But it paid off! You had created an excellent and sturdy fishing net that could be thrown across a school of fish, catching several in the net at once.
This taking of risk at great personal cost, with the potential of a huge payoff, was the first real act of entrepreneurship you undertook since settling on the island.
With this new item of capital, this labor saving device, you were capable of catching a day’s worth of fish in much less time than before. You calculated perhaps two hours based on the crude sun clock you had since built yourself in the sand with all the free time you now had available to you.
But as the days grew shorter and the nights grew colder, you began to realize that the seasons were changing. Your little makeshift shelter was no longer going to suffice. Moreover, you still needed a way of storing food for stormy days at sea when the fish didn’t go near the coast.
One day, walking through the jungle, looking for coconuts, you stumbled upon a pond of water. Looking inside, you realized this would be the perfect way to store fish. The next several days you would spend more time fishing than you needed to, and all the excess fish you would carry to the pond, where it would be able to survive for many weeks. This was your first act of savings, or deferred consumption.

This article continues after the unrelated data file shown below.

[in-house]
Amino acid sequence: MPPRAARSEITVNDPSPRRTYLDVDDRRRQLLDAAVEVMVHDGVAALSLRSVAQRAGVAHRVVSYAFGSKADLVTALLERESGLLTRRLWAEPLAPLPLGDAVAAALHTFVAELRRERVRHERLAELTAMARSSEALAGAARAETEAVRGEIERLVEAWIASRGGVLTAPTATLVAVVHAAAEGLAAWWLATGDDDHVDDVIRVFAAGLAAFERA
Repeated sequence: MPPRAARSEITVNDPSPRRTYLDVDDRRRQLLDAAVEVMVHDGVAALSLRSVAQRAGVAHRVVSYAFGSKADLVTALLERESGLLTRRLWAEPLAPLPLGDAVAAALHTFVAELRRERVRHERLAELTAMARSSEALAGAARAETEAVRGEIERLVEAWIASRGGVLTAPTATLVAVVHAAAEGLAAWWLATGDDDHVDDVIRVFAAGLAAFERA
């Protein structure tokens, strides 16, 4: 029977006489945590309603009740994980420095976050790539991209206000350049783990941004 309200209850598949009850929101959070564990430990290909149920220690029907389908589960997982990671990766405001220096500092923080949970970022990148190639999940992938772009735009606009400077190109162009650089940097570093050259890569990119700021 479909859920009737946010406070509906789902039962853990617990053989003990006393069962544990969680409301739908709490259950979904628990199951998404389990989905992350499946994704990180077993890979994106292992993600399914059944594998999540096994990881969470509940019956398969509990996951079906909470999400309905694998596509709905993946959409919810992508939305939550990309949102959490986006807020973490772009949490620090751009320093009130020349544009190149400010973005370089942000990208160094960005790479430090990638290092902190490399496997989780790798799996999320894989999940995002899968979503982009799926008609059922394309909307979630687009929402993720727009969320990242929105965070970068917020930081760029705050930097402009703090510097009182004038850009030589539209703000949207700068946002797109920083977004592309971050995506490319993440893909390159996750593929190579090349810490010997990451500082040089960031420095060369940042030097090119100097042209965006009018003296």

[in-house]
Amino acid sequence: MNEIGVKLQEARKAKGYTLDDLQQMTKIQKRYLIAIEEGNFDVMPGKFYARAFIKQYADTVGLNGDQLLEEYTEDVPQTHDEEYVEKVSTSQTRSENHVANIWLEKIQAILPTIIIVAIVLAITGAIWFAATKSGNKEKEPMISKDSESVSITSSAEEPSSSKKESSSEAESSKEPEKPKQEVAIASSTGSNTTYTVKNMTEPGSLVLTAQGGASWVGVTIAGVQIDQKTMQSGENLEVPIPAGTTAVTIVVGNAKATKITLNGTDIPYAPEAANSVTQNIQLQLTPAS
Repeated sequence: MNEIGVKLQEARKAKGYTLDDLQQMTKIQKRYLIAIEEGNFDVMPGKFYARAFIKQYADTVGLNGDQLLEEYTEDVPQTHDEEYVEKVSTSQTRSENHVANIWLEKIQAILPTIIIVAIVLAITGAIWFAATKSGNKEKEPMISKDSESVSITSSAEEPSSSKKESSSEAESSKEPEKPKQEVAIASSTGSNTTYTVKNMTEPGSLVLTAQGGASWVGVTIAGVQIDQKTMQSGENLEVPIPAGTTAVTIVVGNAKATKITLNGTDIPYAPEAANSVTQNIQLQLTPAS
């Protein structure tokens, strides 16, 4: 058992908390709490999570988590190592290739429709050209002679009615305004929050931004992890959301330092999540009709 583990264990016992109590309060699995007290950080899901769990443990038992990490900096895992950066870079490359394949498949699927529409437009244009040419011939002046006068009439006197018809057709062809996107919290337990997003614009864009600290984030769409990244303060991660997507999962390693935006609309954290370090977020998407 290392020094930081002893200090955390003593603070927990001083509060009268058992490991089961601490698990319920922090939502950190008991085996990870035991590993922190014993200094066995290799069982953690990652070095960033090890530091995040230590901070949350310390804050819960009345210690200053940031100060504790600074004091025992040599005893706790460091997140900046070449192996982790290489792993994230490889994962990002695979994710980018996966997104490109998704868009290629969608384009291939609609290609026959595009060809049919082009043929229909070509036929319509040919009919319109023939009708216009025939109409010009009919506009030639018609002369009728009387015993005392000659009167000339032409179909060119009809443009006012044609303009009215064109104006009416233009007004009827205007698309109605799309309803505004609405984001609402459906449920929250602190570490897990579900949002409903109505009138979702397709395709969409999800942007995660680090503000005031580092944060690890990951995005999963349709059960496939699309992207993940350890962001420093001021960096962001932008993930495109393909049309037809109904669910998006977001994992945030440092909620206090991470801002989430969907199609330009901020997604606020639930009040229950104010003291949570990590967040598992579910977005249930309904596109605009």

There was only one problem with this plan – the pond was too deep to see the fish, and it was impossible to tell how many were stored. Thinking about this problem, you realized that the little pebbles you had been collecting on the beach could be used to represent fish. One pebble would equal one fish, and you would leave them in a neat pile near the pond, so that you could always tell how much fish you had stored away.